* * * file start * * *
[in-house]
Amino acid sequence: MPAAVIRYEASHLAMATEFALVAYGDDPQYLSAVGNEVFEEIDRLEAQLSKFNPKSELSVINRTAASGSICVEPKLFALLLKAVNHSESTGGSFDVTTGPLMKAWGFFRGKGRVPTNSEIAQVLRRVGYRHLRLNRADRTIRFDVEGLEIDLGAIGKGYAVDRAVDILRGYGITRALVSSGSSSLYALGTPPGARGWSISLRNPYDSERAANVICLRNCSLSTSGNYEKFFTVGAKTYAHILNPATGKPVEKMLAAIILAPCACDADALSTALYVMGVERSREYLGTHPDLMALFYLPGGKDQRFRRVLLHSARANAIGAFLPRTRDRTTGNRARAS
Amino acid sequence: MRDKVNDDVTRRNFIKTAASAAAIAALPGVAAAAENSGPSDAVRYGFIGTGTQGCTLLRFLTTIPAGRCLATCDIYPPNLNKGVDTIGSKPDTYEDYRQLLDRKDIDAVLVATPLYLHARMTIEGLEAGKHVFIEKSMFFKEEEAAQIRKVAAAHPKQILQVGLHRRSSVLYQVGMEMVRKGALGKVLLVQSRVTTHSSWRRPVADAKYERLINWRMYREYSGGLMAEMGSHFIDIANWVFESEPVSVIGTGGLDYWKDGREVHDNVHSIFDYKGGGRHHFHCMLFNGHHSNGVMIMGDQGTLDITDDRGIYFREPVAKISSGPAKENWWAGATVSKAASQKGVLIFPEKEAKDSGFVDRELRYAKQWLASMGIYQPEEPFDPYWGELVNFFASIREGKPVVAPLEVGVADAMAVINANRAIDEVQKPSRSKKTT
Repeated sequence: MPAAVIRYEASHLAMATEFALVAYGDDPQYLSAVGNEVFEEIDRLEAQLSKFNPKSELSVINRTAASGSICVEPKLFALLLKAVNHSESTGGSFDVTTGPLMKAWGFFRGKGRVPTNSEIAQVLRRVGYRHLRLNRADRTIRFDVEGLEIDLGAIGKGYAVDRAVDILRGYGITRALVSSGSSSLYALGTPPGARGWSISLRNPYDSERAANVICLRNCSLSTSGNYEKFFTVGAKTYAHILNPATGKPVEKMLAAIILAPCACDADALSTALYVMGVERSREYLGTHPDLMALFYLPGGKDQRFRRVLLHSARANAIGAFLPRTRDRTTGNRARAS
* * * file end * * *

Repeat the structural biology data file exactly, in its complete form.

[in-house]
Amino acid sequence: MPAAVIRYEASHLAMATEFALVAYGDDPQYLSAVGNEVFEEIDRLEAQLSKFNPKSELSVINRTAASGSICVEPKLFALLLKAVNHSESTGGSFDVTTGPLMKAWGFFRGKGRVPTNSEIAQVLRRVGYRHLRLNRADRTIRFDVEGLEIDLGAIGKGYAVDRAVDILRGYGITRALVSSGSSSLYALGTPPGARGWSISLRNPYDSERAANVICLRNCSLSTSGNYEKFFTVGAKTYAHILNPATGKPVEKMLAAIILAPCACDADALSTALYVMGVERSREYLGTHPDLMALFYLPGGKDQRFRRVLLHSARANAIGAFLPRTRDRTTGNRARAS
Amino acid sequence: MRDKVNDDVTRRNFIKTAASAAAIAALPGVAAAAENSGPSDAVRYGFIGTGTQGCTLLRFLTTIPAGRCLATCDIYPPNLNKGVDTIGSKPDTYEDYRQLLDRKDIDAVLVATPLYLHARMTIEGLEAGKHVFIEKSMFFKEEEAAQIRKVAAAHPKQILQVGLHRRSSVLYQVGMEMVRKGALGKVLLVQSRVTTHSSWRRPVADAKYERLINWRMYREYSGGLMAEMGSHFIDIANWVFESEPVSVIGTGGLDYWKDGREVHDNVHSIFDYKGGGRHHFHCMLFNGHHSNGVMIMGDQGTLDITDDRGIYFREPVAKISSGPAKENWWAGATVSKAASQKGVLIFPEKEAKDSGFVDRELRYAKQWLASMGIYQPEEPFDPYWGELVNFFASIREGKPVVAPLEVGVADAMAVINANRAIDEVQKPSRSKKTT
Repeated sequence: MPAAVIRYEASHLAMATEFALVAYGDDPQYLSAVGNEVFEEIDRLEAQLSKFNPKSELSVINRTAASGSICVEPKLFALLLKAVNHSESTGGSFDVTTGPLMKAWGFFRGKGRVPTNSEIAQVLRRVGYRHLRLNRADRTIRFDVEGLEIDLGAIGKGYAVDRAVDILRGYGITRALVSSGSSSLYALGTPPGARGWSISLRNPYDSERAANVICLRNCSLSTSGNYEKFFTVGAKTYAHILNPATGKPVEKMLAAIILAPCACDADALSTALYVMGVERSREYLGTHPDLMALFYLPGGKDQRFRRVLLHSARANAIGAFLPRTRDRTTGNRARAS